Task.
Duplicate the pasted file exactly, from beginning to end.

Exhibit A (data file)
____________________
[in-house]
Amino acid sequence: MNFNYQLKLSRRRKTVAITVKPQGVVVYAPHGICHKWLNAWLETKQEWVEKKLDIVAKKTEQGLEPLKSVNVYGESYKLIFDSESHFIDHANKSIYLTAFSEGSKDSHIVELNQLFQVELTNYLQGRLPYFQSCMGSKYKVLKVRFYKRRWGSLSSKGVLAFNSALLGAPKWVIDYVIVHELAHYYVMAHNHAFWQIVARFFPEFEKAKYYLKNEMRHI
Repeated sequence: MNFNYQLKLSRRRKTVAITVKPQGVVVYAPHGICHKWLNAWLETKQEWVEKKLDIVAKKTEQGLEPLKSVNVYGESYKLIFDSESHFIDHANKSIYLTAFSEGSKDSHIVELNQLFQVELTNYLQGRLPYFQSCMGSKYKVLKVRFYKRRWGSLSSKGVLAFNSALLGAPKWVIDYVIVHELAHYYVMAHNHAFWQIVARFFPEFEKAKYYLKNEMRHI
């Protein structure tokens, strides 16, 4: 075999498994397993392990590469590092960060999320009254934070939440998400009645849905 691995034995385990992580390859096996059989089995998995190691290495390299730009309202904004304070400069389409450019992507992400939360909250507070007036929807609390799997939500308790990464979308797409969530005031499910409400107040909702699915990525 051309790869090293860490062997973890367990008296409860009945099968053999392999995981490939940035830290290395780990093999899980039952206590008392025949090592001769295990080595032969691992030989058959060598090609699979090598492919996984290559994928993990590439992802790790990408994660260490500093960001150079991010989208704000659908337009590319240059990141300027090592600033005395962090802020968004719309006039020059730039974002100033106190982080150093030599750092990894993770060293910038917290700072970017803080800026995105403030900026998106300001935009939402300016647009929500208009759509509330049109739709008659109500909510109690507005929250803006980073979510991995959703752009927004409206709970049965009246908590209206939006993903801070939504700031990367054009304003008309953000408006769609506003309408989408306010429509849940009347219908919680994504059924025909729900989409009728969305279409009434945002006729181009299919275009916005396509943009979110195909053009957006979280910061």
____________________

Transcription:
[in-house]
Amino acid sequence: MNFNYQLKLSRRRKTVAITVKPQGVVVYAPHGICHKWLNAWLETKQEWVEKKLDIVAKKTEQGLEPLKSVNVYGESYKLIFDSESHFIDHANKSIYLTAFSEGSKDSHIVELNQLFQVELTNYLQGRLPYFQSCMGSKYKVLKVRFYKRRWGSLSSKGVLAFNSALLGAPKWVIDYVIVHELAHYYVMAHNHAFWQIVARFFPEFEKAKYYLKNEMRHI
Repeated sequence: MNFNYQLKLSRRRKTVAITVKPQGVVVYAPHGICHKWLNAWLETKQEWVEKKLDIVAKKTEQGLEPLKSVNVYGESYKLIFDSESHFIDHANKSIYLTAFSEGSKDSHIVELNQLFQVELTNYLQGRLPYFQSCMGSKYKVLKVRFYKRRWGSLSSKGVLAFNSALLGAPKWVIDYVIVHELAHYYVMAHNHAFWQIVARFFPEFEKAKYYLKNEMRHI
């Protein structure tokens, strides 16, 4: 075999498994397993392990590469590092960060999320009254934070939440998400009645849905 691995034995385990992580390859096996059989089995998995190691290495390299730009309202904004304070400069389409450019992507992400939360909250507070007036929807609390799997939500308790990464979308797409969530005031499910409400107040909702699915990525 051309790869090293860490062997973890367990008296409860009945099968053999392999995981490939940035830290290395780990093999899980039952206590008392025949090592001769295990080595032969691992030989058959060598090609699979090598492919996984290559994928993990590439992802790790990408994660260490500093960001150079991010989208704000659908337009590319240059990141300027090592600033005395962090802020968004719309006039020059730039974002100033106190982080150093030599750092990894993770060293910038917290700072970017803080800026995105403030900026998106300001935009939402300016647009929500208009759509509330049109739709008659109500909510109690507005929250803006980073979510991995959703752009927004409206709970049965009246908590209206939006993903801070939504700031990367054009304003008309953000408006769609506003309408989408306010429509849940009347219908919680994504059924025909729900989409009728969305279409009434945002006729181009299919275009916005396509943009979110195909053009957006979280910061």